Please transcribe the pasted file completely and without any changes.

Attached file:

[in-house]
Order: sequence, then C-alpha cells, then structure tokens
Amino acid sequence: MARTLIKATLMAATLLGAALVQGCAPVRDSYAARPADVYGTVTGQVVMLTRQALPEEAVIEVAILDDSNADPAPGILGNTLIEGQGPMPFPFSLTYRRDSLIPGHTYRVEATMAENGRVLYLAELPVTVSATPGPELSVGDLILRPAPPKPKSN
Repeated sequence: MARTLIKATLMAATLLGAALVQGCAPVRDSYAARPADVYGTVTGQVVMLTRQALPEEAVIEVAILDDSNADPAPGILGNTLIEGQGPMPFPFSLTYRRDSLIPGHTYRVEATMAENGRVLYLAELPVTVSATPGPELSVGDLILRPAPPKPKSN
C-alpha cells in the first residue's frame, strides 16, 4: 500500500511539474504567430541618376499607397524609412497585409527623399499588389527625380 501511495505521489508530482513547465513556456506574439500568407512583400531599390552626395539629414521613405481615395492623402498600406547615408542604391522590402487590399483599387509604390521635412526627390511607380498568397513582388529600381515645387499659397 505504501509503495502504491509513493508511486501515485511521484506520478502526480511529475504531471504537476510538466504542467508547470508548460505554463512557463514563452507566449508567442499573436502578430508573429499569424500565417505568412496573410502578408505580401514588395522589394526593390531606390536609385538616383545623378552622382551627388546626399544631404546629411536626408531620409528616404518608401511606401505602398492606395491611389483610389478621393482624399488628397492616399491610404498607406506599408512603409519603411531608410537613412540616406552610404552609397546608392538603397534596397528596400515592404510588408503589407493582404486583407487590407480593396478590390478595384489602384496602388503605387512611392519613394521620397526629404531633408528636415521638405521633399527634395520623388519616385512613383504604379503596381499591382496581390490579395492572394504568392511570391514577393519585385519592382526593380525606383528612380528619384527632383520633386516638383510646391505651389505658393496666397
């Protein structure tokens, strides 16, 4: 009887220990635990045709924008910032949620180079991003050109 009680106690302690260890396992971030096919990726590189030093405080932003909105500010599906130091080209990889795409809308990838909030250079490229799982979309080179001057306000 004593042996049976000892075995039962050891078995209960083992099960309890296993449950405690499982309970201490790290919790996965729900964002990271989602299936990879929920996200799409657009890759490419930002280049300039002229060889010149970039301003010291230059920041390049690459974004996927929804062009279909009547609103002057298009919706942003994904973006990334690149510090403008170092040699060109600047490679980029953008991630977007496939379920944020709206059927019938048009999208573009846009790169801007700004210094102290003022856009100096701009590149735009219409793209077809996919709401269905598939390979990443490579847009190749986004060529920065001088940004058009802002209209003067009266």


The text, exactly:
[in-house]
Order: sequence, then C-alpha cells, then structure tokens
Amino acid sequence: MARTLIKATLMAATLLGAALVQGCAPVRDSYAARPADVYGTVTGQVVMLTRQALPEEAVIEVAILDDSNADPAPGILGNTLIEGQGPMPFPFSLTYRRDSLIPGHTYRVEATMAENGRVLYLAELPVTVSATPGPELSVGDLILRPAPPKPKSN
Repeated sequence: MARTLIKATLMAATLLGAALVQGCAPVRDSYAARPADVYGTVTGQVVMLTRQALPEEAVIEVAILDDSNADPAPGILGNTLIEGQGPMPFPFSLTYRRDSLIPGHTYRVEATMAENGRVLYLAELPVTVSATPGPELSVGDLILRPAPPKPKSN
C-alpha cells in the first residue's frame, strides 16, 4: 500500500511539474504567430541618376499607397524609412497585409527623399499588389527625380 501511495505521489508530482513547465513556456506574439500568407512583400531599390552626395539629414521613405481615395492623402498600406547615408542604391522590402487590399483599387509604390521635412526627390511607380498568397513582388529600381515645387499659397 505504501509503495502504491509513493508511486501515485511521484506520478502526480511529475504531471504537476510538466504542467508547470508548460505554463512557463514563452507566449508567442499573436502578430508573429499569424500565417505568412496573410502578408505580401514588395522589394526593390531606390536609385538616383545623378552622382551627388546626399544631404546629411536626408531620409528616404518608401511606401505602398492606395491611389483610389478621393482624399488628397492616399491610404498607406506599408512603409519603411531608410537613412540616406552610404552609397546608392538603397534596397528596400515592404510588408503589407493582404486583407487590407480593396478590390478595384489602384496602388503605387512611392519613394521620397526629404531633408528636415521638405521633399527634395520623388519616385512613383504604379503596381499591382496581390490579395492572394504568392511570391514577393519585385519592382526593380525606383528612380528619384527632383520633386516638383510646391505651389505658393496666397
């Protein structure tokens, strides 16, 4: 009887220990635990045709924008910032949620180079991003050109 009680106690302690260890396992971030096919990726590189030093405080932003909105500010599906130091080209990889795409809308990838909030250079490229799982979309080179001057306000 004593042996049976000892075995039962050891078995209960083992099960309890296993449950405690499982309970201490790290919790996965729900964002990271989602299936990879929920996200799409657009890759490419930002280049300039002229060889010149970039301003010291230059920041390049690459974004996927929804062009279909009547609103002057298009919706942003994904973006990334690149510090403008170092040699060109600047490679980029953008991630977007496939379920944020709206059927019938048009999208573009846009790169801007700004210094102290003022856009100096701009590149735009219409793209077809996919709401269905598939390979990443490579847009190749986004060529920065001088940004058009802002209209003067009266």